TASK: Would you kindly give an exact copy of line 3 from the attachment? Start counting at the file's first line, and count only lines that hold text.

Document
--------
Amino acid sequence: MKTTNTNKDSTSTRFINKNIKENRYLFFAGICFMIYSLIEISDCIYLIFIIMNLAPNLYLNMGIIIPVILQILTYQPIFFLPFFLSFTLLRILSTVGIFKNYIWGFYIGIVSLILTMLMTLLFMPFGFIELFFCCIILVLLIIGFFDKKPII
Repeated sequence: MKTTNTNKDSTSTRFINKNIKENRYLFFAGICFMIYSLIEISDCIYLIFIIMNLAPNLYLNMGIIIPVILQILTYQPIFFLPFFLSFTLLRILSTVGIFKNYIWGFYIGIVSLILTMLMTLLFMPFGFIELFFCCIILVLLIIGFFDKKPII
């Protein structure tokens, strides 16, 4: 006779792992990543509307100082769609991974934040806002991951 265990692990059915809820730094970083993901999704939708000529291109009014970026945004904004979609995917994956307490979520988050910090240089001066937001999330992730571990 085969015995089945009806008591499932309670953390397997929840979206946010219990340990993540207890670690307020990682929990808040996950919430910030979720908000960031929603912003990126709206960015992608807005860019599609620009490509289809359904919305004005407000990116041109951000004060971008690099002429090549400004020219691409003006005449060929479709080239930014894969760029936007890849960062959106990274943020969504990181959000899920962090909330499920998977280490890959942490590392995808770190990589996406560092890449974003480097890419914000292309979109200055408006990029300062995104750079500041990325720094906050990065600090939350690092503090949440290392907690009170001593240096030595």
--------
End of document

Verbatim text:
């Protein structure tokens, strides 16, 4: 006779792992990543509307100082769609991974934040806002991951 265990692990059915809820730094970083993901999704939708000529291109009014970026945004904004979609995917994956307490979520988050910090240089001066937001999330992730571990 085969015995089945009806008591499932309670953390397997929840979206946010219990340990993540207890670690307020990682929990808040996950919430910030979720908000960031929603912003990126709206960015992608807005860019599609620009490509289809359904919305004005407000990116041109951000004060971008690099002429090549400004020219691409003006005449060929479709080239930014894969760029936007890849960062959106990274943020969504990181959000899920962090909330499920998977280490890959942490590392995808770190990589996406560092890449974003480097890419914000292309979109200055408006990029300062995104750079500041990325720094906050990065600090939350690092503090949440290392907690009170001593240096030595």